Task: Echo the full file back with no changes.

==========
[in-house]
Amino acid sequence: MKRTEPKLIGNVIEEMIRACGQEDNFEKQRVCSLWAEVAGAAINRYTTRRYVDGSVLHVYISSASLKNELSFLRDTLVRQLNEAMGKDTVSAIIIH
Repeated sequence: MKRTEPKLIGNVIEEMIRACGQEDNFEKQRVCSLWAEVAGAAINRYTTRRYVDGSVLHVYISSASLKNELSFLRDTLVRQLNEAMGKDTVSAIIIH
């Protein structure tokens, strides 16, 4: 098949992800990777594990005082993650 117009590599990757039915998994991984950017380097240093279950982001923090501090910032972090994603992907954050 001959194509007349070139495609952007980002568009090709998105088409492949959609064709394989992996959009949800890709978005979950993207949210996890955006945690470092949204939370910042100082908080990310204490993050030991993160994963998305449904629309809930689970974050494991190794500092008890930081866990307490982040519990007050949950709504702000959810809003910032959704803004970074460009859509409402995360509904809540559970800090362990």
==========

[in-house]
Amino acid sequence: MKRTEPKLIGNVIEEMIRACGQEDNFEKQRVCSLWAEVAGAAINRYTTRRYVDGSVLHVYISSASLKNELSFLRDTLVRQLNEAMGKDTVSAIIIH
Repeated sequence: MKRTEPKLIGNVIEEMIRACGQEDNFEKQRVCSLWAEVAGAAINRYTTRRYVDGSVLHVYISSASLKNELSFLRDTLVRQLNEAMGKDTVSAIIIH
């Protein structure tokens, strides 16, 4: 098949992800990777594990005082993650 117009590599990757039915998994991984950017380097240093279950982001923090501090910032972090994603992907954050 001959194509007349070139495609952007980002568009090709998105088409492949959609064709394989992996959009949800890709978005979950993207949210996890955006945690470092949204939370910042100082908080990310204490993050030991993160994963998305449904629309809930689970974050494991190794500092008890930081866990307490982040519990007050949950709504702000959810809003910032959704803004970074460009859509409402995360509904809540559970800090362990």